The traditional troubleshooter documents the process inputs, which are machine-specific parameters that are entered into the machine. The scientific troubleshooter documents the process outputs, which are the results of the process when acceptable parts are produced. Many of these parameters are the same as the process input, but each of these parameters would be consistent from one machine to another.

Examples of machine-independent process parameters include melt temperature, coolant temperature entering and leaving the mold, coolant flow, first-stage fill time, first-stage fill weight, second-stage packing time, second-stage plastic pressure, gate-seal time, cooling time, plastic backpressure, screw recovery time, overall cycle time, final part weight, clamp tonnage, and dewpoint. You can also document any important information such as photographs, observations, and quality information.



Once a non-conformance occurs, the first thing to do is to thoroughly inspect the part to make sure that other defects are not present. If any aspect of the process, mold, machine, or material is obviously suspect, then this should be investigated first.

For example, let’s suppose a part may have flash. With only this information, the traditional troubleshooter might investigate the clamp tonnage, transfer position, packing pressure, or barrel temperatures. Now, let’s assume further inspection by the scientific troubleshooter, which determines that the part also has splay. With this additional information, it may be possible to suppose that both the flash and splay could be the result of moisture in the material.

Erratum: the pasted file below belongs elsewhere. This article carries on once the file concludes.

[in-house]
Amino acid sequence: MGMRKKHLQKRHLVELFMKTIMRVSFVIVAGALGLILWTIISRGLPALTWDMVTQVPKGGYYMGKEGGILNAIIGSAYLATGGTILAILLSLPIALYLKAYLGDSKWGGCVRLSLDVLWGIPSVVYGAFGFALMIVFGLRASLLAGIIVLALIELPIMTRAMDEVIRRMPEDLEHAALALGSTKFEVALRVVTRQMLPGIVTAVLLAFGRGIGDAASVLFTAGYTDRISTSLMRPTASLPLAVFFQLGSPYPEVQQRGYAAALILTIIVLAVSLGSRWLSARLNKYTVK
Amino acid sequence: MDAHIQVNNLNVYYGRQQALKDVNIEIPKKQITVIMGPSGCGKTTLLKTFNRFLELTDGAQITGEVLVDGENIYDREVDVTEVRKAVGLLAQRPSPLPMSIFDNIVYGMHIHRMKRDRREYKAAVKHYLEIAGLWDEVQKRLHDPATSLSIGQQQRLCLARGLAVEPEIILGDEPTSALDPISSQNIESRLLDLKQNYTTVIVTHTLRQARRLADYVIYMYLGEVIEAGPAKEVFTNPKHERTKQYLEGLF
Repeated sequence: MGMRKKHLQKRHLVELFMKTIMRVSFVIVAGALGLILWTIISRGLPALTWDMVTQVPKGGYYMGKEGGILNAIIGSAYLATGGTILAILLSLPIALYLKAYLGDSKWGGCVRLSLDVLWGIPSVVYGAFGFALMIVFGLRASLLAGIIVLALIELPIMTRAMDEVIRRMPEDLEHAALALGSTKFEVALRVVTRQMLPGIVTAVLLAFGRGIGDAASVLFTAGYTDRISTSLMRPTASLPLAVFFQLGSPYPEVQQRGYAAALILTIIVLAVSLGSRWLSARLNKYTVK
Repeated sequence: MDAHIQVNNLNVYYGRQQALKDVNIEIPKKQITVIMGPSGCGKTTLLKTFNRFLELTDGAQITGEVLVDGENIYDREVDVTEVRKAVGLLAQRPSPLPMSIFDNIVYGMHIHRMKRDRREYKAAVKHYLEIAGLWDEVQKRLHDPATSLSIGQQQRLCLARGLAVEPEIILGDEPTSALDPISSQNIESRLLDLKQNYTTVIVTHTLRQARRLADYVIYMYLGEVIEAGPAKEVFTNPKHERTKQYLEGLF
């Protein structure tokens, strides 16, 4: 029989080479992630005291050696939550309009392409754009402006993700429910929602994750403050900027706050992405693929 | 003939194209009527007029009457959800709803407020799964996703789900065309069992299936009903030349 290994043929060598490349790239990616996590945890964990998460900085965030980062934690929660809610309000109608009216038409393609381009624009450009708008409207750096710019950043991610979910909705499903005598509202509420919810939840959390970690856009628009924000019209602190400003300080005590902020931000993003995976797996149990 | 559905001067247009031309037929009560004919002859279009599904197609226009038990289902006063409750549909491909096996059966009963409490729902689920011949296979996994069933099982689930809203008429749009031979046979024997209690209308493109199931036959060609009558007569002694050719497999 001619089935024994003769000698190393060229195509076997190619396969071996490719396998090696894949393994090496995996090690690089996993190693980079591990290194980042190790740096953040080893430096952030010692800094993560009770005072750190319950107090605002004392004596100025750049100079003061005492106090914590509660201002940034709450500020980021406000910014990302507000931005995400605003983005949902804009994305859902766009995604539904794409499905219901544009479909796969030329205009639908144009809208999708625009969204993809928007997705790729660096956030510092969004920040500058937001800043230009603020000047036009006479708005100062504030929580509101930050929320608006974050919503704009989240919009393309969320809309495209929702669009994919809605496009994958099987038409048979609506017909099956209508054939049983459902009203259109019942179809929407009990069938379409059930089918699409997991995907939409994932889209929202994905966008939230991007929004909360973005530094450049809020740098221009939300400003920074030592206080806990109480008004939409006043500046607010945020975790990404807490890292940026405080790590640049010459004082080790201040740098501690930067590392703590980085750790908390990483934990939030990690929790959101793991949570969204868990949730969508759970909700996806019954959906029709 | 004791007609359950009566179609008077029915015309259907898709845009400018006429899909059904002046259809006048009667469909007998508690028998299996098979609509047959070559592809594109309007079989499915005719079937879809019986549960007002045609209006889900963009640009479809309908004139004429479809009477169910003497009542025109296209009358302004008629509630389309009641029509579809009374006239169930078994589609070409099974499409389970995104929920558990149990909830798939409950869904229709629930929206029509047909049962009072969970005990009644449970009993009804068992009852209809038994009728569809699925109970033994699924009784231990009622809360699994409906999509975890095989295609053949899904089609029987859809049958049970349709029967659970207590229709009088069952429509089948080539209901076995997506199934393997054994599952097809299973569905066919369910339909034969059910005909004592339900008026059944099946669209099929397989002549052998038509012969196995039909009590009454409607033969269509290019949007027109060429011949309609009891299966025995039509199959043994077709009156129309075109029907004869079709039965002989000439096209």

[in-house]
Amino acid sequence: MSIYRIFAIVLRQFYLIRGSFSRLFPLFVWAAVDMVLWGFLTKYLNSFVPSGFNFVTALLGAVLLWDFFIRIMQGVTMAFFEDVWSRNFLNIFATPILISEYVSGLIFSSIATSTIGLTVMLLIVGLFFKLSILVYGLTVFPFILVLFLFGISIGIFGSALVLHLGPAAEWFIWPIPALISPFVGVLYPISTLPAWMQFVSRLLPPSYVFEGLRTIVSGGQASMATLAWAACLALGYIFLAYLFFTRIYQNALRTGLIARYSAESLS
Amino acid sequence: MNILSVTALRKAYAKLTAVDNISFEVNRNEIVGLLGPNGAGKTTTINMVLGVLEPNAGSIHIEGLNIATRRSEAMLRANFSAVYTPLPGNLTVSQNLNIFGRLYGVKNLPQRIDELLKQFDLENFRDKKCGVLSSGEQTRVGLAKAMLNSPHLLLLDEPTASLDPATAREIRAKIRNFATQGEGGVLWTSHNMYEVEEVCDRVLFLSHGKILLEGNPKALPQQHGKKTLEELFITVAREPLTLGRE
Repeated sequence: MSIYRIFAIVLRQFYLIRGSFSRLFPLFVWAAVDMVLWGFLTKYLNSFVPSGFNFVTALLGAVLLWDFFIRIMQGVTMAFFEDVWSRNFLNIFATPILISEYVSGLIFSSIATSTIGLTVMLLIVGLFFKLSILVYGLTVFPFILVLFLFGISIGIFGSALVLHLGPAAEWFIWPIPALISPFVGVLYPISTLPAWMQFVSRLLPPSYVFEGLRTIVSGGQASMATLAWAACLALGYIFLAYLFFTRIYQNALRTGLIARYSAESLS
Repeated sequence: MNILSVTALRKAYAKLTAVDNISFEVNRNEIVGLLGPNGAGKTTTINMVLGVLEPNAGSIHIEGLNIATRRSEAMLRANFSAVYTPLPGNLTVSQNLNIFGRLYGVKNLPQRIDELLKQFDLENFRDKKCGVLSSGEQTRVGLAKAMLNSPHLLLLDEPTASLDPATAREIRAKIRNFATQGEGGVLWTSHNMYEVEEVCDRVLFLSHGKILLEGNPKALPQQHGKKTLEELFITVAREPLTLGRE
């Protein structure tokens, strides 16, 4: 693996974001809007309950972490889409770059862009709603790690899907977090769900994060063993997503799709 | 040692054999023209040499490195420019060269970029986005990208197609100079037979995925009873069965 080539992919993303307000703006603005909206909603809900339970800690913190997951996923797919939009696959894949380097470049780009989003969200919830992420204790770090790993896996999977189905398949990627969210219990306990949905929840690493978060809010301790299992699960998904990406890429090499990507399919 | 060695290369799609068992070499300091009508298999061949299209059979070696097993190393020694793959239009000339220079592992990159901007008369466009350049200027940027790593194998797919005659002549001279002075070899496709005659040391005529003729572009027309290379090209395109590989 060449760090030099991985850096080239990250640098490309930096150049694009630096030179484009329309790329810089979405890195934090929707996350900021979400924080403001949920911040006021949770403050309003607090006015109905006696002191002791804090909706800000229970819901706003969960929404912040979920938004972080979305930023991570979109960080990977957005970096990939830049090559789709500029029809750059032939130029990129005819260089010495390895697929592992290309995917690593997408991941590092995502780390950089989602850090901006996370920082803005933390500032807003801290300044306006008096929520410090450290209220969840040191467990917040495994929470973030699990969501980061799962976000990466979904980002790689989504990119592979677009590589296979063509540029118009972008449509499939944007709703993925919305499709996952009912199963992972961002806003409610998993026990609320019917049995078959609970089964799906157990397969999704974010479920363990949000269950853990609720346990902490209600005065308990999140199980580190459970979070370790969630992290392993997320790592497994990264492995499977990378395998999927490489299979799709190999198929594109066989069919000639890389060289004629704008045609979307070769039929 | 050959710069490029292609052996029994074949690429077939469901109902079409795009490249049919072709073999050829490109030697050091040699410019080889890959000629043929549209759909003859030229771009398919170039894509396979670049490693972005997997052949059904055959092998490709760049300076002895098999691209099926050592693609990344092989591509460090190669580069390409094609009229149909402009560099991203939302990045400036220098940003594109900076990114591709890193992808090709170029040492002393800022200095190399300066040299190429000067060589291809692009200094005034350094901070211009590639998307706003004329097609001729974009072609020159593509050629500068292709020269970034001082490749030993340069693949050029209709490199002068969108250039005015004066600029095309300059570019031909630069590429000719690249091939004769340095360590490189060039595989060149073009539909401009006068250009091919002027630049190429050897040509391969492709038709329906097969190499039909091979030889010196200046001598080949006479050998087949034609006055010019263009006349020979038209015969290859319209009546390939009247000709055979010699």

Once obvious causes are ruled out, the next logical step is to compare the current process with the documented standard. Since a well-documented process contains a variety of parameters, it is best to start by reviewing the parameters that most likely relate to your defect. As you compare the documented standard to the current process, you will determine which aspects of the process have deviated from the standard. A scientific troubleshooter can use this information to help make educated decisions about what parameters need to be changed to bring the process back to the documented standard.

For example, if the part is showing material degradation, you should first compare actual vs. documented parameters such as melt temperature, backpressure, and first-stage injection time. Likewise, if flash, short shots, or sinks are present, it is best to turn off second-stage packing to verify all the process outputs related to injection such as first-stage fill time, first- stage fill weight, and plastic pressure at transfer from first to second stage.